U.S. Central Intelligence Agency Director Gina Haspel was in Turkey to confer with Turkish officials about their investigation. (VOA)

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US Health Officials Prepare to Battle Flu Season as Coronavirus Fear Rises

US Prepares for Second Wave of Flu as Coronavirus Fears Rise

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While there have only been 15 confirmed coronavirus cases in the United States as of Friday, health officials have expressed concern that if the virus were to spread in the country. Pixabay

U.S. health officials are preparing for a second wave of the winter flu season, complicated this year by similarities between flu symptoms and those of the coronavirus that has killed more than 1,500 in China and spread fear around the world.

A first round of seasonal flu, caused by a strain of influenza B, named B-Victoria for the city in which it was discovered, peaked in the United States in late December and then dropped off, according to the U.S. Center for Disease Control and Prevention.

However, the CDC says a second round of flu began in late January, caused by a strain of influenza A that is related to the swine flu that first appeared in 2009, and cases continue to increase.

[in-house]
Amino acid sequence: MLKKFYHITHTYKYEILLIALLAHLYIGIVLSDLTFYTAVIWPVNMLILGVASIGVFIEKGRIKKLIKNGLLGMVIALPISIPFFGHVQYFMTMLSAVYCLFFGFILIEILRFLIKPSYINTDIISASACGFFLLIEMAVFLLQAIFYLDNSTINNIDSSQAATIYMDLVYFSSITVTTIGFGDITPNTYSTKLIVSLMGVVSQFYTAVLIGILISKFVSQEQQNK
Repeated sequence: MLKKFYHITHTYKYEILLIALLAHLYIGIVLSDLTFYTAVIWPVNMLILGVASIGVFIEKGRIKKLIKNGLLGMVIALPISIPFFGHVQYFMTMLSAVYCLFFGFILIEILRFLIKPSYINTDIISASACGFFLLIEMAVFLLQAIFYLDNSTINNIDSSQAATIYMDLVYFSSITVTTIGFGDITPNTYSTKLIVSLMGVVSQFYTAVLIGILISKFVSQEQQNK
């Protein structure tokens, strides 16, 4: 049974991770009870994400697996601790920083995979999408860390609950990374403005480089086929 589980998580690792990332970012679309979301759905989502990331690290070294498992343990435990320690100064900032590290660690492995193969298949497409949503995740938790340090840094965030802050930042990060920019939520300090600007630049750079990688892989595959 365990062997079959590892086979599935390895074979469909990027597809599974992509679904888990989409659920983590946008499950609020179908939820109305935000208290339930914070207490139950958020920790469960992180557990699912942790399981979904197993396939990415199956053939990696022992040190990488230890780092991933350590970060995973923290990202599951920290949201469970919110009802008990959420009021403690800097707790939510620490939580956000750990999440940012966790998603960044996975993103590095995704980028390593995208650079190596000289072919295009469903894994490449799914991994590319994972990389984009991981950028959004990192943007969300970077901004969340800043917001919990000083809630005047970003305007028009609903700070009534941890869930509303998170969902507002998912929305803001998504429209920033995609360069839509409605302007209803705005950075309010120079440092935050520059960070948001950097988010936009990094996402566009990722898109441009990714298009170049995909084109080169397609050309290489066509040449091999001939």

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Cesar Gonzalez reacts to getting an influenza vaccine shot at Eastfield College in Mesquite, Texas. VOA

While there have only been 15 confirmed coronavirus cases in the United States as of Friday, health officials have expressed concern that if the virus were to spread in the country, it could initially look like the spread of seasonal flu.

Coronavirus testing

In part to address these concerns, U.S. health officials announced they would begin testing some patients who have flulike symptoms for coronavirus in several U.S. cities.

The testing will initially be carried out by public health labs in Los Angeles, San Francisco, Seattle, Chicago and New York, which are already testing for seasonal flu.

Nancy Messonnier, director of the National Center for Immunization and Respiratory Diseases, told reporters in a telephone briefing Friday that labs will conduct the coronavirus test on patients who show flulike respiratory symptoms, but who test negative for the seasonal flu.

Both the seasonal flu and coronavirus cause respiratory illness, fever and cough. Other typical flu symptoms include sore throat, muscle aches, runny nose and fatigue, according to the CDC.